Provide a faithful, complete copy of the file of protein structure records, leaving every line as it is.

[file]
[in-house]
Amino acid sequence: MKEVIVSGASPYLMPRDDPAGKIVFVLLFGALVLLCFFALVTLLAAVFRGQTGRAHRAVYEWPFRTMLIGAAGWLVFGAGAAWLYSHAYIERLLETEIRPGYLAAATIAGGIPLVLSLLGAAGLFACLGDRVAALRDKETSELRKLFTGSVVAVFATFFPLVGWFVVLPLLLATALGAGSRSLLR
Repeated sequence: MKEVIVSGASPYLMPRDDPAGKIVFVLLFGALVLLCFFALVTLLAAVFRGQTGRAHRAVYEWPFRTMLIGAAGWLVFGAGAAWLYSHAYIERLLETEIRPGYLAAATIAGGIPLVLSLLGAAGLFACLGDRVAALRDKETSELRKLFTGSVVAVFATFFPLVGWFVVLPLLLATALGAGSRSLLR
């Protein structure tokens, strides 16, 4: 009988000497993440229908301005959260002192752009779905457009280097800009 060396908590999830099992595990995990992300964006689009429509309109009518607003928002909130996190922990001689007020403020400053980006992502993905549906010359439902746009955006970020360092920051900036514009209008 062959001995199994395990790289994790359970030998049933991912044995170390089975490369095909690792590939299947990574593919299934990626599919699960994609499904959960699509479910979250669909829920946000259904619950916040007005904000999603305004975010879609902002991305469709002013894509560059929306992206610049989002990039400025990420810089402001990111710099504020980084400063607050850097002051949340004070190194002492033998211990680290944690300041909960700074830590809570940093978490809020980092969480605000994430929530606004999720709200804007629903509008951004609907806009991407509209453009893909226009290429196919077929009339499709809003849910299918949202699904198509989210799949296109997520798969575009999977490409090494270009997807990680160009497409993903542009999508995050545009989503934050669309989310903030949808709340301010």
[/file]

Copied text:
[in-house]
Amino acid sequence: MKEVIVSGASPYLMPRDDPAGKIVFVLLFGALVLLCFFALVTLLAAVFRGQTGRAHRAVYEWPFRTMLIGAAGWLVFGAGAAWLYSHAYIERLLETEIRPGYLAAATIAGGIPLVLSLLGAAGLFACLGDRVAALRDKETSELRKLFTGSVVAVFATFFPLVGWFVVLPLLLATALGAGSRSLLR
Repeated sequence: MKEVIVSGASPYLMPRDDPAGKIVFVLLFGALVLLCFFALVTLLAAVFRGQTGRAHRAVYEWPFRTMLIGAAGWLVFGAGAAWLYSHAYIERLLETEIRPGYLAAATIAGGIPLVLSLLGAAGLFACLGDRVAALRDKETSELRKLFTGSVVAVFATFFPLVGWFVVLPLLLATALGAGSRSLLR
């Protein structure tokens, strides 16, 4: 009988000497993440229908301005959260002192752009779905457009280097800009 060396908590999830099992595990995990992300964006689009429509309109009518607003928002909130996190922990001689007020403020400053980006992502993905549906010359439902746009955006970020360092920051900036514009209008 062959001995199994395990790289994790359970030998049933991912044995170390089975490369095909690792590939299947990574593919299934990626599919699960994609499904959960699509479910979250669909829920946000259904619950916040007005904000999603305004975010879609902002991305469709002013894509560059929306992206610049989002990039400025990420810089402001990111710099504020980084400063607050850097002051949340004070190194002492033998211990680290944690300041909960700074830590809570940093978490809020980092969480605000994430929530606004999720709200804007629903509008951004609907806009991407509209453009893909226009290429196919077929009339499709809003849910299918949202699904198509989210799949296109997520798969575009999977490409090494270009997807990680160009497409993903542009999508995050545009989503934050669309989310903030949808709340301010």